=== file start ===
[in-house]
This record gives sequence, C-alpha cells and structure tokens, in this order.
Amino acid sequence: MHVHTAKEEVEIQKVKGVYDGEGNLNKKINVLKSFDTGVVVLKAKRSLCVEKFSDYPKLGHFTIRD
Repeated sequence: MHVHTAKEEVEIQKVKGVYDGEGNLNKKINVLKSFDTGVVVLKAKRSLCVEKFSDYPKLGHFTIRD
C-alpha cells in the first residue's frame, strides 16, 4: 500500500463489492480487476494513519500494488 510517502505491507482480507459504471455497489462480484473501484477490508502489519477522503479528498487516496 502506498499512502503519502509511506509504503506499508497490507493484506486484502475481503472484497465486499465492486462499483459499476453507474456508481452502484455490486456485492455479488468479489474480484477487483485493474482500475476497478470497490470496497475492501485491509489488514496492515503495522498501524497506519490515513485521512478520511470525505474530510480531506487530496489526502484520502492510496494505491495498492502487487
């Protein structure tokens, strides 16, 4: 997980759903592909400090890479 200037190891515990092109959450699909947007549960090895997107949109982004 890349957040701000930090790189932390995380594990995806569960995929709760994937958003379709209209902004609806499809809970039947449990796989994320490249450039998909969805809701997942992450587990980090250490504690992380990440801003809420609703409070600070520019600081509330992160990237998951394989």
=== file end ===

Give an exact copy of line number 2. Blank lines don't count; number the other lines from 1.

This record gives sequence, C-alpha cells and structure tokens, in this order.